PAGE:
Theatre on the big screen

A still from Kaaviya Thalaivan  

The world has always been a stage for actor Siddharth. And this weekend, this Shakespearan phrase will come to life on the big screen.

For, Kaaviya Thalaivan – a film that took a year-and-a-half to put in place, 80 days to shoot and 8 months of post-production – is ready. Was it a struggle? “Oh no, it’s been the most gratifying experience,” he says proudly, going on to add, “We’ve made exactly the film we wanted to. After Jigarthanda, I’m looking forward to my next big one this weekend.”

Directed by Vasanthabalan, this period drama has been described as a ‘Shakespearan drama unfolding on screen.’ A tale on the life and times of theatre artistes of the past, it has grand sets, elaborate costumes, and music that mirrors that era.

The tunes by A.R. Rahman have already struck a chord with listeners, having been repeatedly played on radio channels.

The composer, says Siddharth, has done much more than just giving songs. “I won’t call him (Rahman) just a music director working on this project,” he says, “ KT is a musical and you need someone who understands this grammar. Imagine a scene in which one actor outshines another with a powerful performance…just that it’s not dialogue but song. We needed someone who gets that. Off stage, of course, there’s romance and drama. He’s given soul to this film.”

The fact that Siddharth was from the stage helped him a lot while enacting the scenes. “I’m a huge mythology buff. I’m a big fan of the 50s and 60s theatre and cinema, and watch more old films than recent ones.”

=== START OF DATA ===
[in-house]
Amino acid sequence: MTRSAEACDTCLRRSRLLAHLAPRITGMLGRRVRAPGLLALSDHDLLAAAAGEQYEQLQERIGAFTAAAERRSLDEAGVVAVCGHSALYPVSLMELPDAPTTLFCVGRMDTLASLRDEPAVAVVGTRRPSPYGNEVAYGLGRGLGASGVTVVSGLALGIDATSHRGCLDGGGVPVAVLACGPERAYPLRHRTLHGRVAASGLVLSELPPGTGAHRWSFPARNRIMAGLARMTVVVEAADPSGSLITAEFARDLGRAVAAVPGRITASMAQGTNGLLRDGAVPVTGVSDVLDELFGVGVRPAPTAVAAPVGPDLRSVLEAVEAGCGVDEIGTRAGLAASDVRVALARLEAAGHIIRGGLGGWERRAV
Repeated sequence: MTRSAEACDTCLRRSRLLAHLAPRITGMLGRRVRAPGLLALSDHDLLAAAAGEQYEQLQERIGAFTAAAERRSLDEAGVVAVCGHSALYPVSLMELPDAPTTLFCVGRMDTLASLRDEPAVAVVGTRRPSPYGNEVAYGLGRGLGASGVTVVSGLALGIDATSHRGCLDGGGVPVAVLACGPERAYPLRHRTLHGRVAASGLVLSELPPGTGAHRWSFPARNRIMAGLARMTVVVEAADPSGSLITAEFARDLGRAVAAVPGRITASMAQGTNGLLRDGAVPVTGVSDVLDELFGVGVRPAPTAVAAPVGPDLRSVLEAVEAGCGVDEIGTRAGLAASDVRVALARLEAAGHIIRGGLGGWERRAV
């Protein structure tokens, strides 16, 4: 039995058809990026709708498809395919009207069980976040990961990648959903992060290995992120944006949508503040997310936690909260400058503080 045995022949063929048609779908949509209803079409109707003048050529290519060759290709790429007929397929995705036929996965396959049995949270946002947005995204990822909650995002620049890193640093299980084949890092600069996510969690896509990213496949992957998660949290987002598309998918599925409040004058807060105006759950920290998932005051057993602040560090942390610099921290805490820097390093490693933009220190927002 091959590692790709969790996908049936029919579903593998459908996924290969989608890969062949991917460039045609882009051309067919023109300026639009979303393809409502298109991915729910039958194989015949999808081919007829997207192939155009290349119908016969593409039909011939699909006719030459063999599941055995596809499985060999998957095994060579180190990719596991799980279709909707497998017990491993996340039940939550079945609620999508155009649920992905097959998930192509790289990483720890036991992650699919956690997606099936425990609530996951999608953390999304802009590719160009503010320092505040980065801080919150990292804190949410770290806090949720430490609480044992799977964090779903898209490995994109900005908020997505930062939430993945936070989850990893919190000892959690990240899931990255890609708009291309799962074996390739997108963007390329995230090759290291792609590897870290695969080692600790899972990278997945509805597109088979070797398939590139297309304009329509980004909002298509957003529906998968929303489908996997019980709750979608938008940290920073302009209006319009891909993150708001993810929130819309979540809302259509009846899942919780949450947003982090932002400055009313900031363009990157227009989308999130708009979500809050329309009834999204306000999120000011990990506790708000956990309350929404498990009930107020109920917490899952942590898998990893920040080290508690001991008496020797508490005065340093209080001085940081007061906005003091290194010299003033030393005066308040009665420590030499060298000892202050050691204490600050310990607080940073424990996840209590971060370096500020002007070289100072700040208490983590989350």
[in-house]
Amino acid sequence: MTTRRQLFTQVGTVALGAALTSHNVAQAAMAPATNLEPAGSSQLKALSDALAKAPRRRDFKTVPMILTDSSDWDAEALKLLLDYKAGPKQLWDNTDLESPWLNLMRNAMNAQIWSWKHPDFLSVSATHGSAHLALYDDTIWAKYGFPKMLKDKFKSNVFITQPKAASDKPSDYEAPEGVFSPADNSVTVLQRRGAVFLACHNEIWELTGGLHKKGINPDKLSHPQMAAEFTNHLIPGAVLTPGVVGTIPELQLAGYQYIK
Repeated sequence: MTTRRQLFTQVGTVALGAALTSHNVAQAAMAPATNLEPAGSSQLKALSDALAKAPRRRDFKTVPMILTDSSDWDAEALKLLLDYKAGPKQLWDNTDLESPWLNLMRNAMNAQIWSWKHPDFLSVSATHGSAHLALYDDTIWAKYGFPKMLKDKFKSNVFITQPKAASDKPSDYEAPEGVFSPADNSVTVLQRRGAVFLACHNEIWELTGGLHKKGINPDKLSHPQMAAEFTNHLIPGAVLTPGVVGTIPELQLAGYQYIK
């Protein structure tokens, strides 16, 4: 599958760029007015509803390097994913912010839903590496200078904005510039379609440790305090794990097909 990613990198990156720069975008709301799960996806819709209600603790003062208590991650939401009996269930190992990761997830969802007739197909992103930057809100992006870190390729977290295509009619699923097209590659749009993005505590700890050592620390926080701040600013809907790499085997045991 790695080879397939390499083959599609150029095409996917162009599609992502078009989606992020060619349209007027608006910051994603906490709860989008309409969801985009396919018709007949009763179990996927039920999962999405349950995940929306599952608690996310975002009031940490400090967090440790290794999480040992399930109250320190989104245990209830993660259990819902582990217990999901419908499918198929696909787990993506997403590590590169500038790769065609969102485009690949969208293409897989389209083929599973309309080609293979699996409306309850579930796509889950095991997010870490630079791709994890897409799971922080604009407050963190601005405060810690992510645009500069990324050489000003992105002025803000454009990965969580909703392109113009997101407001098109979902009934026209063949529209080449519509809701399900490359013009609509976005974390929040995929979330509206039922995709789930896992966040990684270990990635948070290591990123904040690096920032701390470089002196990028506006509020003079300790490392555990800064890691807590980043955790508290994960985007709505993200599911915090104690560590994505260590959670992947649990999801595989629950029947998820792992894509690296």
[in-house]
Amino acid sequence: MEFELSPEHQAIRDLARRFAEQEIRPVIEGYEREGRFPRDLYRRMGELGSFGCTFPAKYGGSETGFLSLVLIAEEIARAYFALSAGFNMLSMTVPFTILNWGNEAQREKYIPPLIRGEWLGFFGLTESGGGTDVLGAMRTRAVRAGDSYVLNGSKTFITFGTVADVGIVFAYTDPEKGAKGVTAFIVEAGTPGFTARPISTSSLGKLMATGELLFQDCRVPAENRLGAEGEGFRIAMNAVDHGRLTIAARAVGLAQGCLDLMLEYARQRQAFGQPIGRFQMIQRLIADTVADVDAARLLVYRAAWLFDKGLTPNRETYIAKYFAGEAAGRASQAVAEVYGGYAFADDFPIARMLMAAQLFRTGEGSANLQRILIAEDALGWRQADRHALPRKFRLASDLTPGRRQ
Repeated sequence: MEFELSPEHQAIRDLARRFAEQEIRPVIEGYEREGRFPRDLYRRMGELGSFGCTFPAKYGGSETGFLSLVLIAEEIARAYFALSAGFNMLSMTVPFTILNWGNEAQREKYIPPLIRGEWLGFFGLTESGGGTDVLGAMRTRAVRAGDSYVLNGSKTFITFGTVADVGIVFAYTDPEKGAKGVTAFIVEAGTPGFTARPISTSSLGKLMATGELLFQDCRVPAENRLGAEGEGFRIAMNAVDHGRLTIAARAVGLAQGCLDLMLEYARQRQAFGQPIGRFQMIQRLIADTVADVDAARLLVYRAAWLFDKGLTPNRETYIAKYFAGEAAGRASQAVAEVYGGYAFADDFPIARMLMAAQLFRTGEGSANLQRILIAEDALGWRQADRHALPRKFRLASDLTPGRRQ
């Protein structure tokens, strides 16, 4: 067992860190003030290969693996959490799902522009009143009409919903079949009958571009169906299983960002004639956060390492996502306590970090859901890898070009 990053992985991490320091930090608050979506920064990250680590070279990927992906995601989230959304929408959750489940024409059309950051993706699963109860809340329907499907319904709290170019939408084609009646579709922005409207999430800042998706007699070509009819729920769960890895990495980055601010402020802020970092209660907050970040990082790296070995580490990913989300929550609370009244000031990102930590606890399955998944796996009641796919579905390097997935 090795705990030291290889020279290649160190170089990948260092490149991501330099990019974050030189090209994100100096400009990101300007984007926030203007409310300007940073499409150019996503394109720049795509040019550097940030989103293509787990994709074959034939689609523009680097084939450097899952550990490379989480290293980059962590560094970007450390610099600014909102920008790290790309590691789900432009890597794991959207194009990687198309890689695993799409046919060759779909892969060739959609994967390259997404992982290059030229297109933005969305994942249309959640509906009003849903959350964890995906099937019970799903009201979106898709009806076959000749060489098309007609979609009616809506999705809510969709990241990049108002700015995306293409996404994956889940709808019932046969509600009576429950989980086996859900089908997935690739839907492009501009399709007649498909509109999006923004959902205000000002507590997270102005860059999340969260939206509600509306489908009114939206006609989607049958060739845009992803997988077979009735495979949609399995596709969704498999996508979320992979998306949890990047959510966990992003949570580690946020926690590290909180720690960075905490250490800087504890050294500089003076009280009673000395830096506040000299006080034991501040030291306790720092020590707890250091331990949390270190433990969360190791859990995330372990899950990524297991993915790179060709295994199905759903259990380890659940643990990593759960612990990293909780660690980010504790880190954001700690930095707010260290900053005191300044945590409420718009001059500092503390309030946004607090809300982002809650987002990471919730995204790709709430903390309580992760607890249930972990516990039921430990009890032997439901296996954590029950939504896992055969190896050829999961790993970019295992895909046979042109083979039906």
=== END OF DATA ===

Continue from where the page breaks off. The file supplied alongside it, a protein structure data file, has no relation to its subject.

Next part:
His knowledge of the past and how Tamil theatre was during those times came in handy while filming KT.

“I’m keenly interested in Tamil history and know a lot of stories of the past. It helped me to be in sync with Vasanthabalan and we picked each other’s brains a lot during the shoot,” he recalls.

While talking about the good old days of Tamil theatre, Siddharth is also clued into the current scene. “Today, Tamil theatre is reduced to mostly comedy and farce. It’s true that I grew up on that too. I’m a big fan of people like Crazy Mohan, S.Ve. Shekher and Y.G. Mahendra. But being someone who came from the stage, I generally prefer watching theatre abroad as it’s exactly how it was a hundred years ago. Here, in Chennai, a huge revival is needed, at least to the extent it is in cities like Kolkata, Mumbai or Bangalore. There’s a small bucket list I have for Kaaviya Thalaivan. After watching it, even if one youngster says that he wants to be in theatre, that’ll be a big achievement,” he signs off.

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Printable version | Apr 18, 2021 4:56:01 AM |

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